To increase protection of its elderly and disabled citizens from abuse and neglect, the state of New Jersey is expanding its Safe Care Cam program to nursing homes, residences for the developmentally disabled, and other institutional care facilities. The Safe Care Cam program loans free surveillance cameras to New Jersey residents to monitor the treatment provided by caregivers. The cameras are provided for free 30-day loans to families who suspect or question whether a care provider is abusing or neglecting their loved one.

Media coverage of abuse or neglect by caregivers caught on hidden cameras has increased public awareness and concern for the elderly and disabled. The Safe Care Cam program was launched in December 2016 and was initially available only to New Jersey residents who wanted to keep an eye on their loved ones who were living in a private home and receiving in-home care. Attorney General Christopher S. Porrino and the Division of Consumer Affairs announced the plan to expand the Safe Care Cam Program to include institutional care facilities. Extending the Safe Care Cam program will permit greater oversight of caregivers and how they treat the elderly and disabled when they think no one is watching.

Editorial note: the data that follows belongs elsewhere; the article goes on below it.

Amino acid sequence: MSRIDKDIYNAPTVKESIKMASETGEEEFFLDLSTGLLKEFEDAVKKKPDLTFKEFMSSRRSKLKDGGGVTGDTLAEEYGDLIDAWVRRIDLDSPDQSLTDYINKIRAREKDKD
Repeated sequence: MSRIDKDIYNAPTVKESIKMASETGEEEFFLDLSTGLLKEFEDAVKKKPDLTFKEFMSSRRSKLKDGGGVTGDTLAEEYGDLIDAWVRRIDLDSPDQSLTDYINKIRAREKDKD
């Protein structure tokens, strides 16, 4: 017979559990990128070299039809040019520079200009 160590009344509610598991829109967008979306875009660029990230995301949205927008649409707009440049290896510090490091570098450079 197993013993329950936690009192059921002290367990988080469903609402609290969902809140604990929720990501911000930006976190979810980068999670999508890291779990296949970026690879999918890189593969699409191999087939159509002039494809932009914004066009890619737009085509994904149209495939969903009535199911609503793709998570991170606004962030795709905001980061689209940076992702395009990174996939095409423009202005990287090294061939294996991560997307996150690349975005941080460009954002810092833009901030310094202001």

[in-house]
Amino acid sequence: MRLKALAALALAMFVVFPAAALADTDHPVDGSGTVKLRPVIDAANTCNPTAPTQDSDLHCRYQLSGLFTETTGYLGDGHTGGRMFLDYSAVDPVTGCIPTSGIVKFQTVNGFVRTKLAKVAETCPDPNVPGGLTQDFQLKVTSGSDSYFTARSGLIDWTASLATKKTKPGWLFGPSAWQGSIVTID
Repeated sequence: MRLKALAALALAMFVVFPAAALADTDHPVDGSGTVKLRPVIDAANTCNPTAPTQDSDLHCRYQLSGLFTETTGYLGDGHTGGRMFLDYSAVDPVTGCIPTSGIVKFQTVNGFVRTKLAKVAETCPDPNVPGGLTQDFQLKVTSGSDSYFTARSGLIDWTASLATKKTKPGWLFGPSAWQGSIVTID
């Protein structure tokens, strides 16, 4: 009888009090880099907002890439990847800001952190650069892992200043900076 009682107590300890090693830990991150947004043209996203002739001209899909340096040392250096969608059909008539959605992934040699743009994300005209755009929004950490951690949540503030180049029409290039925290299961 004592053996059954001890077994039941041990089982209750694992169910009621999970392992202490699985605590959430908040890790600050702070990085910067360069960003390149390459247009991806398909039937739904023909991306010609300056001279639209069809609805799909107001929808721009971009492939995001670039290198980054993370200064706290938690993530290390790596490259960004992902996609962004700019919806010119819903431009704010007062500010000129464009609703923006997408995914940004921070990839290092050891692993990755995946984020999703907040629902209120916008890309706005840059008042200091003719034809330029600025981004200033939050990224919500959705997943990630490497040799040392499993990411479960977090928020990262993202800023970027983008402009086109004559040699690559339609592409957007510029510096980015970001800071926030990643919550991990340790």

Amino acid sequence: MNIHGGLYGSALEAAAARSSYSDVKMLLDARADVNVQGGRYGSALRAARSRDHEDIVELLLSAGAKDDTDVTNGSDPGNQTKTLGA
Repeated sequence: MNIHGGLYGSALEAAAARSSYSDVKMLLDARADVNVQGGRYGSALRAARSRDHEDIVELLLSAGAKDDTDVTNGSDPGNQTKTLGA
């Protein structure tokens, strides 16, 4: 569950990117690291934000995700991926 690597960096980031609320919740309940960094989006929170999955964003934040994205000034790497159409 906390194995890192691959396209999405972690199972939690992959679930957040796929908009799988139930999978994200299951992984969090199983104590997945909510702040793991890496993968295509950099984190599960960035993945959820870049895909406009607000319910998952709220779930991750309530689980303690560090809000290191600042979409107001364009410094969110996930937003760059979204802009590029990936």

If you suspect a family member is being abused or neglected, consider taking advantage of the groundbreaking Safe Care Cam program.

In another patient safety initiative announced by Attorney General Porrino and the Division of Consumer Affairs, home health aides in New Jersey will no longer be able to begin work in private homes until their criminal background checks are reviewed by the Board of Nursing. Previously, Certified Home Health Aide (“CHHA”) applicants could work for up 120 days on conditional certifications pending the results of their background checks.